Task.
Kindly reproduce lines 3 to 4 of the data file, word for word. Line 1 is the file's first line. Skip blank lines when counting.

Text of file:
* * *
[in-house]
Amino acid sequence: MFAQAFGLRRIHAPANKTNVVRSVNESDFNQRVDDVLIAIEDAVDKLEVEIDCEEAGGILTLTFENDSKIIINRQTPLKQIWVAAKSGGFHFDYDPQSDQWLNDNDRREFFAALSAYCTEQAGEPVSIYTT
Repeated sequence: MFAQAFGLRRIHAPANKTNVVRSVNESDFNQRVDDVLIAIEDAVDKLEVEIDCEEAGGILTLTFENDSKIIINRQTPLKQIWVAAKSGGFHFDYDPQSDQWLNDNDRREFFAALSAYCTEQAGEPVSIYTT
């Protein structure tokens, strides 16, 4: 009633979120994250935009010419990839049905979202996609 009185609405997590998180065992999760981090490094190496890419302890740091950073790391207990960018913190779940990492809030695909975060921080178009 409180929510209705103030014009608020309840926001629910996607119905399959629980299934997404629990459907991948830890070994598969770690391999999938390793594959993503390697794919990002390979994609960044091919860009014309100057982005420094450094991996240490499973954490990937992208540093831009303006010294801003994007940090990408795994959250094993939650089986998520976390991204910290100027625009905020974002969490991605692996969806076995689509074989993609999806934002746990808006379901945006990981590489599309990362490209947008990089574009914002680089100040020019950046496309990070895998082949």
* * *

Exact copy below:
Repeated sequence: MFAQAFGLRRIHAPANKTNVVRSVNESDFNQRVDDVLIAIEDAVDKLEVEIDCEEAGGILTLTFENDSKIIINRQTPLKQIWVAAKSGGFHFDYDPQSDQWLNDNDRREFFAALSAYCTEQAGEPVSIYTT
């Protein structure tokens, strides 16, 4: 009633979120994250935009010419990839049905979202996609 009185609405997590998180065992999760981090490094190496890419302890740091950073790391207990960018913190779940990492809030695909975060921080178009 409180929510209705103030014009608020309840926001629910996607119905399959629980299934997404629990459907991948830890070994598969770690391999999938390793594959993503390697794919990002390979994609960044091919860009014309100057982005420094450094991996240490499973954490990937992208540093831009303006010294801003994007940090990408795994959250094993939650089986998520976390991204910290100027625009905020974002969490991605692996969806076995689509074989993609999806934002746990808006379901945006990981590489599309990362490209947008990089574009914002680089100040020019950046496309990070895998082949």